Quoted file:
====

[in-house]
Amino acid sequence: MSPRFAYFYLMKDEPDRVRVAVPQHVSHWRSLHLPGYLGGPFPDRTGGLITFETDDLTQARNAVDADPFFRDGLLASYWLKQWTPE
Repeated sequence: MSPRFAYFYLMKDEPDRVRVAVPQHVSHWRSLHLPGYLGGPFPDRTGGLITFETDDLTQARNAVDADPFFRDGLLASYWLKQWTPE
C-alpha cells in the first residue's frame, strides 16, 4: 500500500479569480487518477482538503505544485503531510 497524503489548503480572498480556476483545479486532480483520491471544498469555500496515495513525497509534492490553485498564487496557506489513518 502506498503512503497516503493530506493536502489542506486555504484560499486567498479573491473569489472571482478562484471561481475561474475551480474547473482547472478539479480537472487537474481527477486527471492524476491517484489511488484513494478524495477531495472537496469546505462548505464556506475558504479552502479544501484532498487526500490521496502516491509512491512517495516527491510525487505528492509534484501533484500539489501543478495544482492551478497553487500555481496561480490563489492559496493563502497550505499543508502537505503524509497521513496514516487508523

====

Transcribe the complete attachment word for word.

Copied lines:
[in-house]
Amino acid sequence: MSPRFAYFYLMKDEPDRVRVAVPQHVSHWRSLHLPGYLGGPFPDRTGGLITFETDDLTQARNAVDADPFFRDGLLASYWLKQWTPE
Repeated sequence: MSPRFAYFYLMKDEPDRVRVAVPQHVSHWRSLHLPGYLGGPFPDRTGGLITFETDDLTQARNAVDADPFFRDGLLASYWLKQWTPE
C-alpha cells in the first residue's frame, strides 16, 4: 500500500479569480487518477482538503505544485503531510 497524503489548503480572498480556476483545479486532480483520491471544498469555500496515495513525497509534492490553485498564487496557506489513518 502506498503512503497516503493530506493536502489542506486555504484560499486567498479573491473569489472571482478562484471561481475561474475551480474547473482547472478539479480537472487537474481527477486527471492524476491517484489511488484513494478524495477531495472537496469546505462548505464556506475558504479552502479544501484532498487526500490521496502516491509512491512517495516527491510525487505528492509534484501533484500539489501543478495544482492551478497553487500555481496561480490563489492559496493563502497550505499543508502537505503524509497521513496514516487508523